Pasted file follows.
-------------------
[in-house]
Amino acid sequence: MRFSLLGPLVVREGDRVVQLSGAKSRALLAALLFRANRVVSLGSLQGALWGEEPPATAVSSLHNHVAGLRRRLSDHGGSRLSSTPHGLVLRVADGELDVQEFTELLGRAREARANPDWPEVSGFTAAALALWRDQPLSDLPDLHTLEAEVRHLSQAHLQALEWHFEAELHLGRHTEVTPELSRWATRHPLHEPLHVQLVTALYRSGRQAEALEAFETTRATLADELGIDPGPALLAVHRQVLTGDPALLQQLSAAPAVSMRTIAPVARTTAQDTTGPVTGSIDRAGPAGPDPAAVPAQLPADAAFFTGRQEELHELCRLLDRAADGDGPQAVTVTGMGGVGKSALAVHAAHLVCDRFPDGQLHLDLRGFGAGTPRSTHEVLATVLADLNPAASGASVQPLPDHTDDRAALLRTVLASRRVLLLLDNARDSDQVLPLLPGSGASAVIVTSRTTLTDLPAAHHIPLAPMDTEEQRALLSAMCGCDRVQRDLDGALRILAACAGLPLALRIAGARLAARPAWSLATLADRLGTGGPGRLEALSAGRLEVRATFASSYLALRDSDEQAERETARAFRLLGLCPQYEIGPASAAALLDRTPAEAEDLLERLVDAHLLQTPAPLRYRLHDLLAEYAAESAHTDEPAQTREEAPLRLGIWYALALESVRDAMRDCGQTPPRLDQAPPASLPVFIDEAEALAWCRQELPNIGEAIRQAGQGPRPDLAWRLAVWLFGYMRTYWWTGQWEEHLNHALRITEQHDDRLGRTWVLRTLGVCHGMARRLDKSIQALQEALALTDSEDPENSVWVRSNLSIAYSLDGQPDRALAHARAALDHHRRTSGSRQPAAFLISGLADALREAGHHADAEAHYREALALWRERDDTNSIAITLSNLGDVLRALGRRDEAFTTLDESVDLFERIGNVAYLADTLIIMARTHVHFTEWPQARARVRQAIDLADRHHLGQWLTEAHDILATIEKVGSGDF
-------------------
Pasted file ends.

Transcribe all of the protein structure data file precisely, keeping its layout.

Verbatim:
[in-house]
Amino acid sequence: MRFSLLGPLVVREGDRVVQLSGAKSRALLAALLFRANRVVSLGSLQGALWGEEPPATAVSSLHNHVAGLRRRLSDHGGSRLSSTPHGLVLRVADGELDVQEFTELLGRAREARANPDWPEVSGFTAAALALWRDQPLSDLPDLHTLEAEVRHLSQAHLQALEWHFEAELHLGRHTEVTPELSRWATRHPLHEPLHVQLVTALYRSGRQAEALEAFETTRATLADELGIDPGPALLAVHRQVLTGDPALLQQLSAAPAVSMRTIAPVARTTAQDTTGPVTGSIDRAGPAGPDPAAVPAQLPADAAFFTGRQEELHELCRLLDRAADGDGPQAVTVTGMGGVGKSALAVHAAHLVCDRFPDGQLHLDLRGFGAGTPRSTHEVLATVLADLNPAASGASVQPLPDHTDDRAALLRTVLASRRVLLLLDNARDSDQVLPLLPGSGASAVIVTSRTTLTDLPAAHHIPLAPMDTEEQRALLSAMCGCDRVQRDLDGALRILAACAGLPLALRIAGARLAARPAWSLATLADRLGTGGPGRLEALSAGRLEVRATFASSYLALRDSDEQAERETARAFRLLGLCPQYEIGPASAAALLDRTPAEAEDLLERLVDAHLLQTPAPLRYRLHDLLAEYAAESAHTDEPAQTREEAPLRLGIWYALALESVRDAMRDCGQTPPRLDQAPPASLPVFIDEAEALAWCRQELPNIGEAIRQAGQGPRPDLAWRLAVWLFGYMRTYWWTGQWEEHLNHALRITEQHDDRLGRTWVLRTLGVCHGMARRLDKSIQALQEALALTDSEDPENSVWVRSNLSIAYSLDGQPDRALAHARAALDHHRRTSGSRQPAAFLISGLADALREAGHHADAEAHYREALALWRERDDTNSIAITLSNLGDVLRALGRRDEAFTTLDESVDLFERIGNVAYLADTLIIMARTHVHFTEWPQARARVRQAIDLADRHHLGQWLTEAHDILATIEKVGSGDF